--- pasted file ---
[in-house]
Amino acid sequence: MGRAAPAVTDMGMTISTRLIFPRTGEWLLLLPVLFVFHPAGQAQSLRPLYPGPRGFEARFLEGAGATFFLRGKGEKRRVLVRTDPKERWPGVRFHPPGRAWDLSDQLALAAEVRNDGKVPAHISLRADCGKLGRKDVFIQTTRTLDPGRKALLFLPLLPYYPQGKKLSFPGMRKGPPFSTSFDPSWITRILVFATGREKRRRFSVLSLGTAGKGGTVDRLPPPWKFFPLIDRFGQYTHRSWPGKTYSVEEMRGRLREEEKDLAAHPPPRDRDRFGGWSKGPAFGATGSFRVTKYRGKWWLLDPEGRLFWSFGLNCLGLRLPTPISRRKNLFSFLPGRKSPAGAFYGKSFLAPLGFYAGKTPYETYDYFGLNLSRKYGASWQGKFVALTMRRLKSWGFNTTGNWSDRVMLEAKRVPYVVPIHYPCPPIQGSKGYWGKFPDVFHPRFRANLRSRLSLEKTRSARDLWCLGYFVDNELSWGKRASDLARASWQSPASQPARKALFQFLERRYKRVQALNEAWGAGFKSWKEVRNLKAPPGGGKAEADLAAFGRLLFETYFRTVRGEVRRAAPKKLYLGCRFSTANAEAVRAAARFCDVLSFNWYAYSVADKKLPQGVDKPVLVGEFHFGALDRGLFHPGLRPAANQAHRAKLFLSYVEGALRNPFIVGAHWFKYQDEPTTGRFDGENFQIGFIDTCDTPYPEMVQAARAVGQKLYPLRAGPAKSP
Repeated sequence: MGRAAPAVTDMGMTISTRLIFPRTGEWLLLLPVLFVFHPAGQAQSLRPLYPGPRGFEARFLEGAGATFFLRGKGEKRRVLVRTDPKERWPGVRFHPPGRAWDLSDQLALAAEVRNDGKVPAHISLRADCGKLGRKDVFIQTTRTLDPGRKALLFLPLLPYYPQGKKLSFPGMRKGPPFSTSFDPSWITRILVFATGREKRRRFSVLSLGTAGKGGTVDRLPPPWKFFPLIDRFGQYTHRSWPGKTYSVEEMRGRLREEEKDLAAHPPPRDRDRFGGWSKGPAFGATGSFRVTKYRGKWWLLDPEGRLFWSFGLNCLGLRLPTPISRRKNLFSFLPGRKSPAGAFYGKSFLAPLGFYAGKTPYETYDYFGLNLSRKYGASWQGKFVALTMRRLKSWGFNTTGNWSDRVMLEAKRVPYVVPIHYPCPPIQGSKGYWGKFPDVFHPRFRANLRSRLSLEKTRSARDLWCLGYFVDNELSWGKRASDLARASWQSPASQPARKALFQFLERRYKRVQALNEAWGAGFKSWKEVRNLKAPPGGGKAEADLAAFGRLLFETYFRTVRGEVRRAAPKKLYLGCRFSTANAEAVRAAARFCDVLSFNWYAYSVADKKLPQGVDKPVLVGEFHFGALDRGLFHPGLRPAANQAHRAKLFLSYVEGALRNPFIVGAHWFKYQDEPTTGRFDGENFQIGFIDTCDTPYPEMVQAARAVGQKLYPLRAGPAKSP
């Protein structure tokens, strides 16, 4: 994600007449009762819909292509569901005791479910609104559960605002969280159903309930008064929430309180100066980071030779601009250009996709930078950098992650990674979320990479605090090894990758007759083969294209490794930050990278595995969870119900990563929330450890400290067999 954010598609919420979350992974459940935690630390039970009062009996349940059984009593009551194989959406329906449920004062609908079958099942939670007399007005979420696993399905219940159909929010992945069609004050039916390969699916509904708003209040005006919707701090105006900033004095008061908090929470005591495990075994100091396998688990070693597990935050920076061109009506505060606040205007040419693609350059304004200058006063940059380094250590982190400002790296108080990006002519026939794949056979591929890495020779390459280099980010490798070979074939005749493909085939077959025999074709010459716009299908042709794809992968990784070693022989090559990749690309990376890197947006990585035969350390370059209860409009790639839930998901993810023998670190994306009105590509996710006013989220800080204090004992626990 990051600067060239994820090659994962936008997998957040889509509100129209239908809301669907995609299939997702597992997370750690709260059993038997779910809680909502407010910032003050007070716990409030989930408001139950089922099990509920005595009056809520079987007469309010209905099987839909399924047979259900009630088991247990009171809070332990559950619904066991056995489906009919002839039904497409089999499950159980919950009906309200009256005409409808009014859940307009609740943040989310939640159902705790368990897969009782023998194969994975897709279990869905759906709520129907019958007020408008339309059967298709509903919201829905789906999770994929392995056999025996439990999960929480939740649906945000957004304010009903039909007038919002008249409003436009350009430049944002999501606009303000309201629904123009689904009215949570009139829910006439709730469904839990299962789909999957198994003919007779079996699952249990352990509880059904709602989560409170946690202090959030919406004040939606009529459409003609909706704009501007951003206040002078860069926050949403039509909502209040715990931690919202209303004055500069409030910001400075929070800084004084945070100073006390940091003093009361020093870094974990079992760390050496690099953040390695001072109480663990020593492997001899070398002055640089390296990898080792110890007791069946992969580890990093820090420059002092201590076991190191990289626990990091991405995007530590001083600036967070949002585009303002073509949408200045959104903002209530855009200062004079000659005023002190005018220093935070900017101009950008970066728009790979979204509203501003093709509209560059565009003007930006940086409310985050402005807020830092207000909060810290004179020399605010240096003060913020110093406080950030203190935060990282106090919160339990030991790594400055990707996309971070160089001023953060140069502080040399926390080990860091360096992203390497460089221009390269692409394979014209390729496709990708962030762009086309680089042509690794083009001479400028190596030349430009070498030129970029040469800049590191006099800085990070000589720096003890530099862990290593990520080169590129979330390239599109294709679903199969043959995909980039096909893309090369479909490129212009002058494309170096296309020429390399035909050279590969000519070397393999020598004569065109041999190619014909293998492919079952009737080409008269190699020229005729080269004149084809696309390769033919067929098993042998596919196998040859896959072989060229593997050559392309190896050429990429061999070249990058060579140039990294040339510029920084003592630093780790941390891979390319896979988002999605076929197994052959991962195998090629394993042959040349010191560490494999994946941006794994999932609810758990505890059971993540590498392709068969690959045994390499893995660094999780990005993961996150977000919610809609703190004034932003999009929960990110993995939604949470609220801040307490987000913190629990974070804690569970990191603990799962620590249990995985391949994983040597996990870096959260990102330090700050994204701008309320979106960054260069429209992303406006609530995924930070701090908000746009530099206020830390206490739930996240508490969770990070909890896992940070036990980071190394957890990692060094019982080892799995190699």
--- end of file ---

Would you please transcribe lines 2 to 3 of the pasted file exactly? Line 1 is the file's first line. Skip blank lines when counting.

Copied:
Amino acid sequence: MGRAAPAVTDMGMTISTRLIFPRTGEWLLLLPVLFVFHPAGQAQSLRPLYPGPRGFEARFLEGAGATFFLRGKGEKRRVLVRTDPKERWPGVRFHPPGRAWDLSDQLALAAEVRNDGKVPAHISLRADCGKLGRKDVFIQTTRTLDPGRKALLFLPLLPYYPQGKKLSFPGMRKGPPFSTSFDPSWITRILVFATGREKRRRFSVLSLGTAGKGGTVDRLPPPWKFFPLIDRFGQYTHRSWPGKTYSVEEMRGRLREEEKDLAAHPPPRDRDRFGGWSKGPAFGATGSFRVTKYRGKWWLLDPEGRLFWSFGLNCLGLRLPTPISRRKNLFSFLPGRKSPAGAFYGKSFLAPLGFYAGKTPYETYDYFGLNLSRKYGASWQGKFVALTMRRLKSWGFNTTGNWSDRVMLEAKRVPYVVPIHYPCPPIQGSKGYWGKFPDVFHPRFRANLRSRLSLEKTRSARDLWCLGYFVDNELSWGKRASDLARASWQSPASQPARKALFQFLERRYKRVQALNEAWGAGFKSWKEVRNLKAPPGGGKAEADLAAFGRLLFETYFRTVRGEVRRAAPKKLYLGCRFSTANAEAVRAAARFCDVLSFNWYAYSVADKKLPQGVDKPVLVGEFHFGALDRGLFHPGLRPAANQAHRAKLFLSYVEGALRNPFIVGAHWFKYQDEPTTGRFDGENFQIGFIDTCDTPYPEMVQAARAVGQKLYPLRAGPAKSP
Repeated sequence: MGRAAPAVTDMGMTISTRLIFPRTGEWLLLLPVLFVFHPAGQAQSLRPLYPGPRGFEARFLEGAGATFFLRGKGEKRRVLVRTDPKERWPGVRFHPPGRAWDLSDQLALAAEVRNDGKVPAHISLRADCGKLGRKDVFIQTTRTLDPGRKALLFLPLLPYYPQGKKLSFPGMRKGPPFSTSFDPSWITRILVFATGREKRRRFSVLSLGTAGKGGTVDRLPPPWKFFPLIDRFGQYTHRSWPGKTYSVEEMRGRLREEEKDLAAHPPPRDRDRFGGWSKGPAFGATGSFRVTKYRGKWWLLDPEGRLFWSFGLNCLGLRLPTPISRRKNLFSFLPGRKSPAGAFYGKSFLAPLGFYAGKTPYETYDYFGLNLSRKYGASWQGKFVALTMRRLKSWGFNTTGNWSDRVMLEAKRVPYVVPIHYPCPPIQGSKGYWGKFPDVFHPRFRANLRSRLSLEKTRSARDLWCLGYFVDNELSWGKRASDLARASWQSPASQPARKALFQFLERRYKRVQALNEAWGAGFKSWKEVRNLKAPPGGGKAEADLAAFGRLLFETYFRTVRGEVRRAAPKKLYLGCRFSTANAEAVRAAARFCDVLSFNWYAYSVADKKLPQGVDKPVLVGEFHFGALDRGLFHPGLRPAANQAHRAKLFLSYVEGALRNPFIVGAHWFKYQDEPTTGRFDGENFQIGFIDTCDTPYPEMVQAARAVGQKLYPLRAGPAKSP